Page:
Ans : Based on the information provided, the metal compound A is likely calcium carbonate (CaCO3). Here’s the balanced chemical equation :

CaCO3(s) + 2HCl(aq) → CaCl2(aq) + CO2(g) + H2O(l)

Explanation:

  • CaCO3(s): This represents calcium carbonate, the metal compound A that reacts.
  • 2HCl(aq): This represents dilute hydrochloric acid. The “2” indicates two molecules of hydrochloric acid are needed for the reaction.
  • CaCl2(aq): This represents calcium chloride, one of the products formed.
  • CO2(g): This represents carbon dioxide gas, the effervescent gas that extinguishes the candle. Extinction occurs because CO2 displaces oxygen (needed for combustion) around the flame.
  • H2O(l): This represents water, another product formed in the reaction.

NCERT Solutions for Class 10 Science Chapter 2 : Acids Bases and Salts

Questions (Page 25)

1. Why do HCl, HNO3, etc show acidic characters in aqueous solutions while solutions of compounds like alcohol and glucose do not show acidic character ?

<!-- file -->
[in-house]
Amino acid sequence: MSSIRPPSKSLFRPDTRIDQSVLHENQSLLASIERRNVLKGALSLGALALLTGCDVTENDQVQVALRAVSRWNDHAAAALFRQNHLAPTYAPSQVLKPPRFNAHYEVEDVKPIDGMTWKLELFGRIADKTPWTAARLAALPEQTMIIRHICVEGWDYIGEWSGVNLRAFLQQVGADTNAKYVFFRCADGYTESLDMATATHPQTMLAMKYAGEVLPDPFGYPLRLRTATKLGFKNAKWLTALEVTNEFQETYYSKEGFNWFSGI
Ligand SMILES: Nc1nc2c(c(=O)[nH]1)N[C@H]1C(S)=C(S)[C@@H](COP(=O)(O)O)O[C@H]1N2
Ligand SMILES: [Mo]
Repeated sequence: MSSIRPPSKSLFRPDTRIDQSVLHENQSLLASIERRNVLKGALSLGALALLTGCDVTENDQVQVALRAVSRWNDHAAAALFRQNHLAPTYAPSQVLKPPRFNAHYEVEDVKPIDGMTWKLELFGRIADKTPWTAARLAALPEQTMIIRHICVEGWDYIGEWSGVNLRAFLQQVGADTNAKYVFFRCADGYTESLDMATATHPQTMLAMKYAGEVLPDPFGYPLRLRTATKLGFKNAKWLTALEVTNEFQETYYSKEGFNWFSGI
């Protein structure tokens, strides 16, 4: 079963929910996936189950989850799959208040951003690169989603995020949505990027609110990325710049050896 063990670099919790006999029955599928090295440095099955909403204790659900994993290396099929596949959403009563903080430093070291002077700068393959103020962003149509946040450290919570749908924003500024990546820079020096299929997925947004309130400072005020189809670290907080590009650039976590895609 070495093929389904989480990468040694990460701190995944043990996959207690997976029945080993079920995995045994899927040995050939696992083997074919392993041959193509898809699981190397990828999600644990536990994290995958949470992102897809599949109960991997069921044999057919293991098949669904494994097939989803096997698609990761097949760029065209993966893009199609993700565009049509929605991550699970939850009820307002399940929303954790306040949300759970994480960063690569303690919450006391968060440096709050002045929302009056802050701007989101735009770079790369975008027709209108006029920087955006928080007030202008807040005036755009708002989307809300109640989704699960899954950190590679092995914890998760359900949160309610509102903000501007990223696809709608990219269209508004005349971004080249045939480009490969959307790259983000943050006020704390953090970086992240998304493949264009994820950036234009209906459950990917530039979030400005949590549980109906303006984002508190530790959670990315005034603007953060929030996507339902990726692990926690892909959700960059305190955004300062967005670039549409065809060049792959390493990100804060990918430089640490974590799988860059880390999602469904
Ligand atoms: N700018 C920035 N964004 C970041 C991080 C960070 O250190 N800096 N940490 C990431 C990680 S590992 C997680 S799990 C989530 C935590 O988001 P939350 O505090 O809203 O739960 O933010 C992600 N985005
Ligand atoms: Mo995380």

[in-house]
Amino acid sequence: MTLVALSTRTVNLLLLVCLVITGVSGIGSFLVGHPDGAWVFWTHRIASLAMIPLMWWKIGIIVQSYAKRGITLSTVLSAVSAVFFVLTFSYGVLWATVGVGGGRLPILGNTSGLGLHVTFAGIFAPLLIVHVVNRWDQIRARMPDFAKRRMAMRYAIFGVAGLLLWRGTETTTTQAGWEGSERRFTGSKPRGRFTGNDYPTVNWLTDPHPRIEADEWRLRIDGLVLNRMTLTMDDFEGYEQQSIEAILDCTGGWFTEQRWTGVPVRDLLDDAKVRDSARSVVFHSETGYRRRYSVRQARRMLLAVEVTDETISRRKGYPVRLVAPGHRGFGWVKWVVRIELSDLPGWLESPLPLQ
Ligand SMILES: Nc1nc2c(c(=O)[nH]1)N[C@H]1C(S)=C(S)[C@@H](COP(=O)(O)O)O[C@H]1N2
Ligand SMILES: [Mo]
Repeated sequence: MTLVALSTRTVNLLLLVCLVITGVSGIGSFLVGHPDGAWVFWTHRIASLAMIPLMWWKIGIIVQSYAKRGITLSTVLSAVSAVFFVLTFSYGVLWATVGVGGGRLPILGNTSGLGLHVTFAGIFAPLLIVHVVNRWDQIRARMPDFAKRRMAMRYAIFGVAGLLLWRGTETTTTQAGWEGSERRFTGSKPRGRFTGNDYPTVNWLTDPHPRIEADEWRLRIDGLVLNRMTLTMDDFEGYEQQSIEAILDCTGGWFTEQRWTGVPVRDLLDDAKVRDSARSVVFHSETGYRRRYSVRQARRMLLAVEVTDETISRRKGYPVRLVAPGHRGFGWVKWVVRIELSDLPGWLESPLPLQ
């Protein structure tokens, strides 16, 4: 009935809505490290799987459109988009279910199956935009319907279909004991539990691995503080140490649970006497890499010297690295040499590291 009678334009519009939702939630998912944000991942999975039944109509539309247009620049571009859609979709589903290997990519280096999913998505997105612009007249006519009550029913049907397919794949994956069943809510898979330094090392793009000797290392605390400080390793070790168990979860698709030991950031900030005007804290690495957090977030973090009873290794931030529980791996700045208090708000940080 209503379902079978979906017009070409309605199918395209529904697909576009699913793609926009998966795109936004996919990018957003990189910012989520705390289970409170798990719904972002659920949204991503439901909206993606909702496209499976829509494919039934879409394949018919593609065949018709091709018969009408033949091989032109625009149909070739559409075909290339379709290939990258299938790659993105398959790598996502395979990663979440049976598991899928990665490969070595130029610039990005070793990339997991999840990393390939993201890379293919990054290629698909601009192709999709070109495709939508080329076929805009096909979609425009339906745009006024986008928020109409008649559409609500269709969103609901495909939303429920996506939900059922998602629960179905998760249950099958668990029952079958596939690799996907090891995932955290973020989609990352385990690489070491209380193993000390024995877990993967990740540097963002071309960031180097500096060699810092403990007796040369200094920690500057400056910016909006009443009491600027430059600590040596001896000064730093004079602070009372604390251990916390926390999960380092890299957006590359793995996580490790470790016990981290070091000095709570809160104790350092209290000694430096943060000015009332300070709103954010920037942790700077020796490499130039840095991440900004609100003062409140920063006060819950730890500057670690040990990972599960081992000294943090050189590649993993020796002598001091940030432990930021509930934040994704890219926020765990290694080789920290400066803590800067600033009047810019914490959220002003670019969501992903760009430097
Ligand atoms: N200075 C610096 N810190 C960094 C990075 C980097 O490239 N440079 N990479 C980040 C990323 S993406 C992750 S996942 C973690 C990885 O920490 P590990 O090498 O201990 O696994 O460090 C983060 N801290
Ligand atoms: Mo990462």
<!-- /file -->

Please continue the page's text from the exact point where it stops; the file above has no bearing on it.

Ans : The acidic nature of HCl, HNO3, etc. in water boils down to how they behave when dissolved:

  • Acids like HCl and HNO3 ionize in water. This means they break apart into separate ions: hydrogen ions (H+) and a negatively charged ion (like Cl- for hydrochloric acid).
  • H+ ions are what give acids their acidic character. They’re very reactive and can donate a proton (H+) to other molecules, making the solution acidic.

2. Why does an aqueous solution of an acid conduct electricity ?

Ans : Acids in water split into charged ions (H+ and others). These ions move freely and carry electricity, making the solution conductive.